As I’ve mentioned, the form the abuse can take is not always physical only. Domestic violence can also include physical abuse, emotional abuse, verbal abuse and damage to property – to name but a few. Economic abuse is when someone withhold money or resources which the complainant requires out of necessity, like household necessities or rent.
We also know that victims of domestic violence who apply for a protection order against their abusers sometimes do not return to court to finalize those orders.
Ons is baie bewus daarvan dat sommige vrouens finansieel afhanklik is van hul eggenoot, vaders, vennote en familie en dat dit hulle blootstelling aan gesinsgeweld, verkragting en selfs moord verhoog.
Dit is waarom baie slagoffers onwillig is om teen die persoon wat hulle misbruik of aanrand op te tree. Selfs nadat klagtes by die polisie aanhangig gemaak is, gaan baie terug om die aanklagte terug te trek.
Even after reporting the matter to the police, some go back to request the withdrawal of charges; hence the high rate of withdrawals in these cases. Many fear seeking help as it can increase the risk of more violent attacks and abuse.
What can each one of us to do prevent and combat GBV?
We have to change the way we treat women in our homes and workplaces and how we raise our boys. Each one of us must teach our boys that they are because women are.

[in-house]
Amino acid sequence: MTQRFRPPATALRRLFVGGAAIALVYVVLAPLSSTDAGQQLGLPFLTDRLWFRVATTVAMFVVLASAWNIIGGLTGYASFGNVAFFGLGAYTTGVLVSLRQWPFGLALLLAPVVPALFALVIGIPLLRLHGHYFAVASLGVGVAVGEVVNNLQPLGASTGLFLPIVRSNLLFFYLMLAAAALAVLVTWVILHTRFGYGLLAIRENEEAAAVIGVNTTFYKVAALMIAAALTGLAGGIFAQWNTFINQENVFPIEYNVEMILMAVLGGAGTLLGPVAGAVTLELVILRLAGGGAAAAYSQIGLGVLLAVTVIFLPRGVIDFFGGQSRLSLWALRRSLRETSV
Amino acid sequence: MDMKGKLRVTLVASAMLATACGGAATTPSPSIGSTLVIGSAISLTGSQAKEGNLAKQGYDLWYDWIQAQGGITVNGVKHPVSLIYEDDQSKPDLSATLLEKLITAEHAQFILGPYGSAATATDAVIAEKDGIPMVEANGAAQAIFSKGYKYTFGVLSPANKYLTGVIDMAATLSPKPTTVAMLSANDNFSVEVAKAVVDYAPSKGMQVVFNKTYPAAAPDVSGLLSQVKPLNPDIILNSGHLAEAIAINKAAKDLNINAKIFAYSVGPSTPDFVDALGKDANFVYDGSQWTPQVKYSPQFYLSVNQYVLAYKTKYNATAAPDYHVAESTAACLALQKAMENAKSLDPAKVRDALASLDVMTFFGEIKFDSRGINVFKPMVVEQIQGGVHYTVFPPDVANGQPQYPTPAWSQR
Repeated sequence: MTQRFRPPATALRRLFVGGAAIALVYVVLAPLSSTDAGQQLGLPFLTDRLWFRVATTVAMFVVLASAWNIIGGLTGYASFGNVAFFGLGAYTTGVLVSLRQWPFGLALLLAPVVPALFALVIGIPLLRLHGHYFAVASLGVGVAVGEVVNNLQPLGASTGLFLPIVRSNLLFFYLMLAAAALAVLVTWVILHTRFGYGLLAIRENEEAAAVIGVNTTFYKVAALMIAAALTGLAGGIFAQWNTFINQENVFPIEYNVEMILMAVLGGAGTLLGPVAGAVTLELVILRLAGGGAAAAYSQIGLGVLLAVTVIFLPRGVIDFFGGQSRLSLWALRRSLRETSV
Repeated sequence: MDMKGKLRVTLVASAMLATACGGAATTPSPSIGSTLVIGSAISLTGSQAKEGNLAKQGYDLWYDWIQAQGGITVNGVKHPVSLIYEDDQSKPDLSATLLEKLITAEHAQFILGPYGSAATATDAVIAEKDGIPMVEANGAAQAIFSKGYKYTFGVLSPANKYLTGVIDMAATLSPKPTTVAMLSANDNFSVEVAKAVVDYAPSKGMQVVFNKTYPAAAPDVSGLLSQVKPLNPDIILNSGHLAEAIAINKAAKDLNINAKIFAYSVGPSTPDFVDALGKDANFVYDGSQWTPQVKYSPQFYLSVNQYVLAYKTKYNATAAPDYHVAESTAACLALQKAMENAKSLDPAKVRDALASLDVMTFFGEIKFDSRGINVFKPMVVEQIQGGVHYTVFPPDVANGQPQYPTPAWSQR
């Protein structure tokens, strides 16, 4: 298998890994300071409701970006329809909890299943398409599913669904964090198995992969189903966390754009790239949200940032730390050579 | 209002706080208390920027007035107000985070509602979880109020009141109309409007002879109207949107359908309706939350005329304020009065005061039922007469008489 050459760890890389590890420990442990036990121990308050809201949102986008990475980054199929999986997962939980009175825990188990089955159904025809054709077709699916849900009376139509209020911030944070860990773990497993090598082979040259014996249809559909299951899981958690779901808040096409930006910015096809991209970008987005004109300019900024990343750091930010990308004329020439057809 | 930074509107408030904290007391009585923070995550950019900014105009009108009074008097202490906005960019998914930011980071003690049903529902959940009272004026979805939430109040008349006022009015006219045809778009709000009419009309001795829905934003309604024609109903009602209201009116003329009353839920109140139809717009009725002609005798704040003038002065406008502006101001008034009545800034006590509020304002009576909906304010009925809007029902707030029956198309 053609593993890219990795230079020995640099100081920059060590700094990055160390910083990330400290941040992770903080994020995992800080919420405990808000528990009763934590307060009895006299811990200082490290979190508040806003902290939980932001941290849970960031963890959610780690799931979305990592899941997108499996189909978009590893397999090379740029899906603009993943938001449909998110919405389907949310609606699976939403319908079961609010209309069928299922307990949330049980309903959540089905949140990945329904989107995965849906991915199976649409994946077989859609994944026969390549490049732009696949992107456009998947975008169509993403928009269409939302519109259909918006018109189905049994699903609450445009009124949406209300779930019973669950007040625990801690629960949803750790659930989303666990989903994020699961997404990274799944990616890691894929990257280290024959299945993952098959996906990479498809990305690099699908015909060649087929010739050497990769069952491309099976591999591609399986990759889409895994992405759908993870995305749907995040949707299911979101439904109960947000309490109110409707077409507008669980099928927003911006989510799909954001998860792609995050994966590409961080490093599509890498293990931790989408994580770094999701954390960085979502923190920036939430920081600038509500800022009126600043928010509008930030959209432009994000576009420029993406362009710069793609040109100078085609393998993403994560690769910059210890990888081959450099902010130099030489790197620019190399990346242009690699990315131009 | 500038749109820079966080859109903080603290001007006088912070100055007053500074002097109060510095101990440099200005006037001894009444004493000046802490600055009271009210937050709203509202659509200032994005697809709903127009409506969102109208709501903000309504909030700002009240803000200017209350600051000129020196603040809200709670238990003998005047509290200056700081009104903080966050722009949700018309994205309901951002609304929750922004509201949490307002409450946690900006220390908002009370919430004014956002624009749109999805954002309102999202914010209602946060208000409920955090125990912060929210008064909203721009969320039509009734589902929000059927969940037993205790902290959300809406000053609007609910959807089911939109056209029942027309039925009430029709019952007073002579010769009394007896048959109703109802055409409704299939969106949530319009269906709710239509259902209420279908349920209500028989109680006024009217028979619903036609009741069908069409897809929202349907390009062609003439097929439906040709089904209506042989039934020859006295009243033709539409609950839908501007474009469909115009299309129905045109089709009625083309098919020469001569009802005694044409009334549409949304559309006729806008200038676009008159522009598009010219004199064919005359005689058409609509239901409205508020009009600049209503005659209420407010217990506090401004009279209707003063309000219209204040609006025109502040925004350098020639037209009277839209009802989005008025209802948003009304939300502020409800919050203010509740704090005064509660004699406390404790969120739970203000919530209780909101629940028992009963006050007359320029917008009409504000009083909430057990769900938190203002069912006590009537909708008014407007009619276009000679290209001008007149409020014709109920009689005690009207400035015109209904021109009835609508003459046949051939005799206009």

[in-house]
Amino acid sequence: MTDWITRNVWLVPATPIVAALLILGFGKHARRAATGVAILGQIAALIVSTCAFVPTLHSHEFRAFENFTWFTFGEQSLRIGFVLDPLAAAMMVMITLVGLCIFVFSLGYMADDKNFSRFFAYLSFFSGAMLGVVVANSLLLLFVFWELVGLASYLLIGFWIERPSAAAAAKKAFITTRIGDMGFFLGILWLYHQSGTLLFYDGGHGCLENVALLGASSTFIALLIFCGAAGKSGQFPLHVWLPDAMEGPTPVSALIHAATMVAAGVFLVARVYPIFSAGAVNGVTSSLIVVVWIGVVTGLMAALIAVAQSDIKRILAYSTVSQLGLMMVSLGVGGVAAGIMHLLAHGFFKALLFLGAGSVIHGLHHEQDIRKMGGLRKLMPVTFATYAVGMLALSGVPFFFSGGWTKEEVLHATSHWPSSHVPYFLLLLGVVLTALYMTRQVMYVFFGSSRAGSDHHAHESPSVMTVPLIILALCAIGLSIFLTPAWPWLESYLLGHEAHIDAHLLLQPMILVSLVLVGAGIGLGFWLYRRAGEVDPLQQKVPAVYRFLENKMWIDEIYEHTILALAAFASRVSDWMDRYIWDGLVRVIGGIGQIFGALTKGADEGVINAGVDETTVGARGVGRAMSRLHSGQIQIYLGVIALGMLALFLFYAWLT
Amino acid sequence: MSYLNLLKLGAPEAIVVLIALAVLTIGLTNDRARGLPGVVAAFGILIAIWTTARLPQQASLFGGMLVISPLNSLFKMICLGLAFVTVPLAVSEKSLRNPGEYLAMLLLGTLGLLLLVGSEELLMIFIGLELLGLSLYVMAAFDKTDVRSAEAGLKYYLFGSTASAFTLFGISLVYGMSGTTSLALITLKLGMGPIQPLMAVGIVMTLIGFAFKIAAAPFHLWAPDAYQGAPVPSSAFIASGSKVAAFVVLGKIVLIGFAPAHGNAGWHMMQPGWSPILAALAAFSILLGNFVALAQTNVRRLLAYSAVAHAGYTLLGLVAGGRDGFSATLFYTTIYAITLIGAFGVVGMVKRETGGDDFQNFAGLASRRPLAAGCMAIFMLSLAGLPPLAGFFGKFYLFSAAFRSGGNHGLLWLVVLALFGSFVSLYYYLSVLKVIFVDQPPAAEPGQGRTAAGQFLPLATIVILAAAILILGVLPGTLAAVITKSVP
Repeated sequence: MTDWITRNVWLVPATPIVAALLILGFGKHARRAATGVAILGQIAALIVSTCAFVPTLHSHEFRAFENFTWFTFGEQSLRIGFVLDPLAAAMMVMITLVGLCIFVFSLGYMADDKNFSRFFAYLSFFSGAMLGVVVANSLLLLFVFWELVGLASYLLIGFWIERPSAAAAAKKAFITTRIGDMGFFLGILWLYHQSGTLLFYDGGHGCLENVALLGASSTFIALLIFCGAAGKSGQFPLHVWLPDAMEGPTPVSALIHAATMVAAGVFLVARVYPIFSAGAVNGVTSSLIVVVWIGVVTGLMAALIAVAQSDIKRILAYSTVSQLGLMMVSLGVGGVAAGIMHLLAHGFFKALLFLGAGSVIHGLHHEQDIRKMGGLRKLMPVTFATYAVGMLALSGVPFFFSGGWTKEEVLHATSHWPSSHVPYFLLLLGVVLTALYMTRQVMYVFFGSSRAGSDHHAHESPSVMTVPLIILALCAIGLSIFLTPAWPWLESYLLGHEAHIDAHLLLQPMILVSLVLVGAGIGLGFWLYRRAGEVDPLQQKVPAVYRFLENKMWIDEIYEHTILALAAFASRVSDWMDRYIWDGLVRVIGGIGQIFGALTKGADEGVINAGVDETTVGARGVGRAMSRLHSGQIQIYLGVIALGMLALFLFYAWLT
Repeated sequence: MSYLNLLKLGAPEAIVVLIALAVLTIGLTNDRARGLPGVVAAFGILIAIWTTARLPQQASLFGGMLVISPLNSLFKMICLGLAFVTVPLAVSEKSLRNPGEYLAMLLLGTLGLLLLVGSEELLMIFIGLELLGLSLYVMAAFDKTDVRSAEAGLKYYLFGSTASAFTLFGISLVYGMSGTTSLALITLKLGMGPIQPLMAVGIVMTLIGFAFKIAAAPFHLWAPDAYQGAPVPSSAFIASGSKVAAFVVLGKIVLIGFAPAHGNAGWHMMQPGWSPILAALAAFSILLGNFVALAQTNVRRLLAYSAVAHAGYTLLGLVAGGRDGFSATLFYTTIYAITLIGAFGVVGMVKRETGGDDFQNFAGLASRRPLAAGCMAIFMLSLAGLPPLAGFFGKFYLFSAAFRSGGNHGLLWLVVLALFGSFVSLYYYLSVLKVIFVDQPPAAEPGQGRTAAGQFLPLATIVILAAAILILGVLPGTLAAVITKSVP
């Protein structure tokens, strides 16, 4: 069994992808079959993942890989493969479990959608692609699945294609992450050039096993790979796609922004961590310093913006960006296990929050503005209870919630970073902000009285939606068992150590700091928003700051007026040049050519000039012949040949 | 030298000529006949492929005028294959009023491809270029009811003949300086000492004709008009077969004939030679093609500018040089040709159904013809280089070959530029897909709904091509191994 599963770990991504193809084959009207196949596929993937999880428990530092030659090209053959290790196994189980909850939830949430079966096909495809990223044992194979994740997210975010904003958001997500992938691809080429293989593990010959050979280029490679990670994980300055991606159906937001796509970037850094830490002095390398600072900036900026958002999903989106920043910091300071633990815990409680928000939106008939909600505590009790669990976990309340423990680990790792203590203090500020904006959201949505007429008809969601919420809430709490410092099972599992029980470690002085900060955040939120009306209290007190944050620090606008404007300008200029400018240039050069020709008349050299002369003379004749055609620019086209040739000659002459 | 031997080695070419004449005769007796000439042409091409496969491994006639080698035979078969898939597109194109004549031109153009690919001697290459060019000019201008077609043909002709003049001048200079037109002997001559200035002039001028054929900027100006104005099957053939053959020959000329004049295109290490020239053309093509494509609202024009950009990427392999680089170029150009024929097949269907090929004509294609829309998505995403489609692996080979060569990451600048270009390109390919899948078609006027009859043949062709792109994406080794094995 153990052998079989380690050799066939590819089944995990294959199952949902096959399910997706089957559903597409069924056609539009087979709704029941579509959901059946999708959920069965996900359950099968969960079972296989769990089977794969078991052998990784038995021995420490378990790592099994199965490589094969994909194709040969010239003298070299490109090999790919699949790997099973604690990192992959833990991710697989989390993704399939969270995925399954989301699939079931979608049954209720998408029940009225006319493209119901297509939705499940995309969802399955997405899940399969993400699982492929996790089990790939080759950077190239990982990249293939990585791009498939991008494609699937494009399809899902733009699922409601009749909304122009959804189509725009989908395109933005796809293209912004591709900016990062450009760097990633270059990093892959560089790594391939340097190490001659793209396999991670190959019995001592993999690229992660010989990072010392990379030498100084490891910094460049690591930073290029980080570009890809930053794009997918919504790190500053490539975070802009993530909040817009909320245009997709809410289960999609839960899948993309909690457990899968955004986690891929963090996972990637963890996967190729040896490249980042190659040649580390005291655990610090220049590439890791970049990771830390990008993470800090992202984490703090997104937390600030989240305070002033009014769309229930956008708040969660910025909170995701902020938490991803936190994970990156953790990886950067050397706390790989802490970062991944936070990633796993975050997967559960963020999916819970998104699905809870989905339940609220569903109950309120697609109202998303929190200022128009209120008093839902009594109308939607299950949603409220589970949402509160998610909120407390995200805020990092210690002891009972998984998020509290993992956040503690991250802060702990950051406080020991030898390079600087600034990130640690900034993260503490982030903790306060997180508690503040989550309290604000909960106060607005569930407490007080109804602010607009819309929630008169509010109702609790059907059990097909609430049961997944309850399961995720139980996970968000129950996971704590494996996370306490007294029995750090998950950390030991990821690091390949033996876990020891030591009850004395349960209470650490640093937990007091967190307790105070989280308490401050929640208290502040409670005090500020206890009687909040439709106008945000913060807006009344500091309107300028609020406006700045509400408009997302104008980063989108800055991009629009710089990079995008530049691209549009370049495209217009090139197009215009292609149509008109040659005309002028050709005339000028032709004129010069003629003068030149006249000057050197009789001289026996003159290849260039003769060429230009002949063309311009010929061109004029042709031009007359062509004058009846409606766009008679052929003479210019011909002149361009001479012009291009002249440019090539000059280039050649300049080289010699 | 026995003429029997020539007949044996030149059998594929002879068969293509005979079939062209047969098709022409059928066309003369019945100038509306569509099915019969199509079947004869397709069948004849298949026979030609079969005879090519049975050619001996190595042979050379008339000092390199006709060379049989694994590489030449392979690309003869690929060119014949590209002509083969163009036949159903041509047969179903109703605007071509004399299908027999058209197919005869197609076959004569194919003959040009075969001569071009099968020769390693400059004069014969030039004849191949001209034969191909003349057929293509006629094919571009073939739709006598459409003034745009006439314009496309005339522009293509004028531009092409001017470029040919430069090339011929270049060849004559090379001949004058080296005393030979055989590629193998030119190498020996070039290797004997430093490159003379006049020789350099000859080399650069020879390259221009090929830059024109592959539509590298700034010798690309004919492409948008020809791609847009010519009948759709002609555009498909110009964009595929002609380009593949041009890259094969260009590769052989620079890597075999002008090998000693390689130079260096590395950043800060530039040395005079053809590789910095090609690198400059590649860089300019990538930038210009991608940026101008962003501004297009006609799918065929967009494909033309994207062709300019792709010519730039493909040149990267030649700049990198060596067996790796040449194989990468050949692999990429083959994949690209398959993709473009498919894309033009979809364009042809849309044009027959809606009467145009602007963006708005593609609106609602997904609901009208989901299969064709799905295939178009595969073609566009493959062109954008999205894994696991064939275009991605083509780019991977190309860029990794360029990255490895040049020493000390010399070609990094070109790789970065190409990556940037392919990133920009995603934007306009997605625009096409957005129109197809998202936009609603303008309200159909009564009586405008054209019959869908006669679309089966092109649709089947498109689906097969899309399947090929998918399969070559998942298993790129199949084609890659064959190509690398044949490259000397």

It is necessary to challenge social attitudes which make the rights and needs of women subject to the will of men.
The rights of women to equality, to freedom and security need to be asserted and defended and all of us have a role to play here.
Victims of GBV should be made aware that they can call the Gender-Based Violence Command Centre toll-free on 0800 428 428 for assistance. They can also contact the Command Centre by way of a “please call me” at *120*7867# with a request that a social worker contact them. They can also sms the word “help” to 31531.
No woman must be told by the police to “go fix things at home”. No woman must be turned away from a police station without a proper investigation. We must encourage the reporting of gender based violence through all relevant role players. Cases of child abuse must be reported to the authorities without delay.
When someone talks about abuse, be supportive and encourage them to go to a police station to open a case or to call the GBV Command Call Centre.
A protection order is a document issued by the court which prevents the abuser from committing an act of domestic violence, enlisting the help of another person to commit any such act, and entering your residence and workplace. The abused person, or their children, the neighbours or another family member can all assist the victim.
In closing, access to justice is attainable and at your doorstep right here today.
The Justice System has many components such as, for example, High and Lower Courts, Masters Office, Family Advocate, Legal Aid SA, the National Prosecuting Authority and the Department of Correctional Services.
I appeal to everyone to take full advantage of all the role-players who are present here today as we need to work together to eradicate gender-based violence and femicide together.
Ndicela bonke abantu basebenzise elithuba, ukuthetha nabantu abadlala iindima ngendima ezibalulekileyo. Kufuneke sisebenzeni kunye ukuphelisa ukuhlukunyezwa kwabantu basetyhini nokubulawa kwabo ngabantu abango Tata.
Ons moet luister en omgee en kyk na die vrouens en kinders in ons gemeenskap. Dit is ons ma’s, ons dogters en ons kinders.Baie dankie, enkosi, thank you.